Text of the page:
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Complications include very low blood pressure, liver problems, severe hemolytic anemia (a breakdown of red blood cells) and kidney failure. Complications and death are most common in persons whose spleens have been removed. Other people usually have a milder illness and often get better on their own.
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Babesiosis in humans is a rare, potentially fatal disease that is transmitted by the bite of an infected tick. Babesiosis is a common infection in animals.
Babesiosis is caused by the Babesia parasite.
Babesiosis occurs mainly in coastal areas in the northeastern United States, especially the offshore islands of New York and Massachusetts. Cases have also been reported in Wisconsin, California, Georgia, and in some European countries.
Babesiosis is most commonly spread to people by the bite of a tick infected with the Babesia parasite. Babesiosis is spread by deer ticks, which are carried mainly by deer, meadow moles and mice. Deer ticks also spread Lyme disease. People can be infected with both Babesiosis and Lyme disease at the same time. People can also get Babesiosis from a contaminated blood transfusion.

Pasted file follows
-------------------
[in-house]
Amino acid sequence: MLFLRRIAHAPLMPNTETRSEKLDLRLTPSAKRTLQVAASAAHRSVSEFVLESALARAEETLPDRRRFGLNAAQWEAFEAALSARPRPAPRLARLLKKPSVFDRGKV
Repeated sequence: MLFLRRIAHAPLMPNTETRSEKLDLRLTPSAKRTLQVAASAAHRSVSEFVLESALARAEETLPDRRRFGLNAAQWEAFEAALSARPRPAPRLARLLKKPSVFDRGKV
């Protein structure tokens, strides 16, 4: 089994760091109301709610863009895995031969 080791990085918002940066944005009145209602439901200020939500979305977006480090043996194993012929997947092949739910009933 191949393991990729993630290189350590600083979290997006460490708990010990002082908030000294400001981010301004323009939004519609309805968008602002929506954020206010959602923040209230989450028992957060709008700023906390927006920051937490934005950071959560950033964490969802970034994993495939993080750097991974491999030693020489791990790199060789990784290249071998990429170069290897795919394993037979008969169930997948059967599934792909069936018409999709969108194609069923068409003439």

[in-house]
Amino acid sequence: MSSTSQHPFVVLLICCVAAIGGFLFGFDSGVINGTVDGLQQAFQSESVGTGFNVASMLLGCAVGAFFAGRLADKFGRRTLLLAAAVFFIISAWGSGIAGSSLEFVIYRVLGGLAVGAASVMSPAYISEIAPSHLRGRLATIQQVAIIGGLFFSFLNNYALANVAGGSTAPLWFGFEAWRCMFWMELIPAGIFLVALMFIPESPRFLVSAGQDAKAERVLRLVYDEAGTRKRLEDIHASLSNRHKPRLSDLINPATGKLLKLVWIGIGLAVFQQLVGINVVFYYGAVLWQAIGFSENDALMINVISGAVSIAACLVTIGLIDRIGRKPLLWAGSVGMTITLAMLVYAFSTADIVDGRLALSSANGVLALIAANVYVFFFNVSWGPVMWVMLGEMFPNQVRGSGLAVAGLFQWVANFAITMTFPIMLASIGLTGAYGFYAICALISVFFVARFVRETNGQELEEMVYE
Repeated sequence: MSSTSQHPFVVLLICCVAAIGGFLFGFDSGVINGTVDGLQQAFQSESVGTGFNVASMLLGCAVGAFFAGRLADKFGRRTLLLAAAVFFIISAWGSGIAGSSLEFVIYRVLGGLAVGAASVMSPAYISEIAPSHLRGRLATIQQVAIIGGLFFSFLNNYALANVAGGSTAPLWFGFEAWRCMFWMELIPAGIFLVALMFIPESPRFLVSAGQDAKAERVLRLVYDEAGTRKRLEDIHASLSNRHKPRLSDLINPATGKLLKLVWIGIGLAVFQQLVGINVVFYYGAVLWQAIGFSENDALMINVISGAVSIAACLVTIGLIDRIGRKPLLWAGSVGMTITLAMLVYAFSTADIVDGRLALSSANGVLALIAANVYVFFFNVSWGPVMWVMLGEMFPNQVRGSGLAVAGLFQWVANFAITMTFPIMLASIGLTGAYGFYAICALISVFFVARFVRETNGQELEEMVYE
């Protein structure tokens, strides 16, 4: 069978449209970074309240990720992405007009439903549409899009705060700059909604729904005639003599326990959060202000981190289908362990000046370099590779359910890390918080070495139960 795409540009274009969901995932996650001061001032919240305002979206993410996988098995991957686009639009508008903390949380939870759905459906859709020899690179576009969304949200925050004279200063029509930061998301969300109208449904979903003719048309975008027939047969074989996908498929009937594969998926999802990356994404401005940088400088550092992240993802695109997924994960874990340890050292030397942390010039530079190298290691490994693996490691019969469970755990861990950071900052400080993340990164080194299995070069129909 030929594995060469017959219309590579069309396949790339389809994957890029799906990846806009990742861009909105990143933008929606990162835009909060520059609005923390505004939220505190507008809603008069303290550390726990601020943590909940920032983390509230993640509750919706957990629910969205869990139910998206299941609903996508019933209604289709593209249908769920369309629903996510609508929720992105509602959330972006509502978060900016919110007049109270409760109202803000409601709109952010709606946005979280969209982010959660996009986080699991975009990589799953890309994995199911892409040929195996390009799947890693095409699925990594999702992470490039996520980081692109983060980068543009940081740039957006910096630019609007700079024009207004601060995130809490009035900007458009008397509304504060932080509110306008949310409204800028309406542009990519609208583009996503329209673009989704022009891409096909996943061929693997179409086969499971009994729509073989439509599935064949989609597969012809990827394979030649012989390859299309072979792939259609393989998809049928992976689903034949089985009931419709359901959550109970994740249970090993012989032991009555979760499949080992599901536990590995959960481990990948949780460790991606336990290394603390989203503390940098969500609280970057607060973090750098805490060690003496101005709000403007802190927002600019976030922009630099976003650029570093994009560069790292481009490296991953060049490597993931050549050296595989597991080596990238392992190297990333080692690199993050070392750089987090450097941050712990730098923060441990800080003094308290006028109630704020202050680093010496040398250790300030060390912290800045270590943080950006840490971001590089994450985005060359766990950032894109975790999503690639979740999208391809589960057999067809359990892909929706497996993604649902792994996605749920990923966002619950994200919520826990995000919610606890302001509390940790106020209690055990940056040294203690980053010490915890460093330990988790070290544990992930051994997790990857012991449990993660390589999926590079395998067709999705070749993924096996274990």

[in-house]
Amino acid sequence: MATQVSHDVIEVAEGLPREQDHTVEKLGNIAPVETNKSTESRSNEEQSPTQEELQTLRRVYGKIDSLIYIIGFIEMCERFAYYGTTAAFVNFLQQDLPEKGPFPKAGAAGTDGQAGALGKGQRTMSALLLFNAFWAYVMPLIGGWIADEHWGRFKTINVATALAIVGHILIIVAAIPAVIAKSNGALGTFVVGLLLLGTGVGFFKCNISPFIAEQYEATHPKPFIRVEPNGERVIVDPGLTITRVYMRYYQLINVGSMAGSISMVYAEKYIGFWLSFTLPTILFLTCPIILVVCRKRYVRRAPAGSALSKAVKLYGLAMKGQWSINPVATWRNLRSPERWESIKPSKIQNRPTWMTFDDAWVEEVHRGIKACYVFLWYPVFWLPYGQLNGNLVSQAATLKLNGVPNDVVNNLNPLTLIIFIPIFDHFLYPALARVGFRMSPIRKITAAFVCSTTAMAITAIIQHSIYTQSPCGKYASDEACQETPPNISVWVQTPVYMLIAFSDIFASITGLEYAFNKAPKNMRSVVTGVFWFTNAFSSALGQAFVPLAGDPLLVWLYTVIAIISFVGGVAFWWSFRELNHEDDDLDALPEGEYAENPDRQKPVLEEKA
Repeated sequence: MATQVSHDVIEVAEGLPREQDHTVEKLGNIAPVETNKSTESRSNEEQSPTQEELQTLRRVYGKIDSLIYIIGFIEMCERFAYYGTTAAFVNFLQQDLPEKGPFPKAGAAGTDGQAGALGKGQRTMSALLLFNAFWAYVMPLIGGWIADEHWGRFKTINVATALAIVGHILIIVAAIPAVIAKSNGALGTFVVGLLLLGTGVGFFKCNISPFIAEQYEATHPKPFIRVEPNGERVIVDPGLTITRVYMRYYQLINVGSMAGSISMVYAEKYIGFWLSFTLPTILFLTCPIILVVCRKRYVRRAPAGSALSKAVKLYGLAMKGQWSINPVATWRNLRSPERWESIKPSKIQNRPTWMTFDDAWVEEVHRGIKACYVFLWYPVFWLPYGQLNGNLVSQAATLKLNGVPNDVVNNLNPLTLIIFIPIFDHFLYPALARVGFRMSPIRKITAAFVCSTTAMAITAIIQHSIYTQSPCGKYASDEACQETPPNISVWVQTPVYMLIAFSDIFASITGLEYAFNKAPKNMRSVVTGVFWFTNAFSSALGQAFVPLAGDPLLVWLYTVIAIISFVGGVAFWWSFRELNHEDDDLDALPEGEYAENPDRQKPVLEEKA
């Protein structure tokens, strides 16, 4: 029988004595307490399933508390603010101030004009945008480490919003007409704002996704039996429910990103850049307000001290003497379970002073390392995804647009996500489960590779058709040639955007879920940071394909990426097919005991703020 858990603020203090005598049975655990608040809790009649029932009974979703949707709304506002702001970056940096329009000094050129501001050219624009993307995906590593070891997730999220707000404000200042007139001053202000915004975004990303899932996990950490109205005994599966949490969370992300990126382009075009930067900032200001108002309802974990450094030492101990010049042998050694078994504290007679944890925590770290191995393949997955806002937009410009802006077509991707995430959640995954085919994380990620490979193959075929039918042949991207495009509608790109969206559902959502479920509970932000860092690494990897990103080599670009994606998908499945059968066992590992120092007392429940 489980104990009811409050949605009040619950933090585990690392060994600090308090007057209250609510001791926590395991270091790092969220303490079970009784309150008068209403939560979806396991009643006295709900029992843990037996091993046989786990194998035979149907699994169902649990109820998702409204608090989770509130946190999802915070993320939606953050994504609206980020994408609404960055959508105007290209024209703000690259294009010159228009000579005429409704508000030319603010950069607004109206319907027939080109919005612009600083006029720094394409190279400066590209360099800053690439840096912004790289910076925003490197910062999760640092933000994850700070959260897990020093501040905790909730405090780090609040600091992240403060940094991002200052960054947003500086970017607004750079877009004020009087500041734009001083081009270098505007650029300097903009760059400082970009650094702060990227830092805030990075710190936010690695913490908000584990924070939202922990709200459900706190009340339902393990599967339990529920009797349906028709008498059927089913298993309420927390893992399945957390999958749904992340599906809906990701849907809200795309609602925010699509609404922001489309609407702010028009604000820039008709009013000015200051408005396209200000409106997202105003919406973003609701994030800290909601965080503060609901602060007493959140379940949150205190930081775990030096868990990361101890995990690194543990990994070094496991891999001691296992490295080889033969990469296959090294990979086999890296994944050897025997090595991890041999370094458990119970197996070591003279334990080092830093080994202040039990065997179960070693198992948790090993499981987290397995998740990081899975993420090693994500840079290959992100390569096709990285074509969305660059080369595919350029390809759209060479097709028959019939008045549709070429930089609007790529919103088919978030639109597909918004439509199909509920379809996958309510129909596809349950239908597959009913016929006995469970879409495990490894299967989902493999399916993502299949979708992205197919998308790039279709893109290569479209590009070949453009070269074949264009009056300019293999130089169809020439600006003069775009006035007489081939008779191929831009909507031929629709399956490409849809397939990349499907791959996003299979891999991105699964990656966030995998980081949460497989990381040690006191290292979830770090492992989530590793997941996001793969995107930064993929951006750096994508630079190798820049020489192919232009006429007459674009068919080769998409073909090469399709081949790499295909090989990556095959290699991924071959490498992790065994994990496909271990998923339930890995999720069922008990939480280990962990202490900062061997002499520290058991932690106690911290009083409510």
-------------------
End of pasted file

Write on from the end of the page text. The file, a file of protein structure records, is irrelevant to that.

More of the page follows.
The parasite attacks the red blood cells. Symptoms, if any, begin with tiredness, loss of appetite, and a general ill feeling. As the infection progresses, these symptoms are followed by fever, drenching sweats, muscle aches, and headache. The symptoms can last from several days to several months.
It can take from 1 to 12 months for the first symptoms to appear, but less time for persons with weakened immune systems.
Laboratory diagnosis is based on identifying the parasite in red blood cells.
Anyone can get Babesiosis, but some people are at increased risk for severe disease:
A combination of anti-parasite medicines can be effective in treating Babesiosis.
It is not known how common Babesiosis is in the United States. Most people have no symptoms, and those who do are usually older persons and people who are already sick with other conditions. Most causes occur during spring, summer, and fall.
Yes. The first case was reported from Nantucket Island, Massachusetts, in 1969. Since then, Babesiosis has emerged as a health threat in the United States, with increasing reports of Babesiosis symptoms and some deaths in areas where the risk of infection was not previously recognized.
No vaccine is available to protect humans against Babesiosis. You can reduce your risk by taking these precautions against tick bites.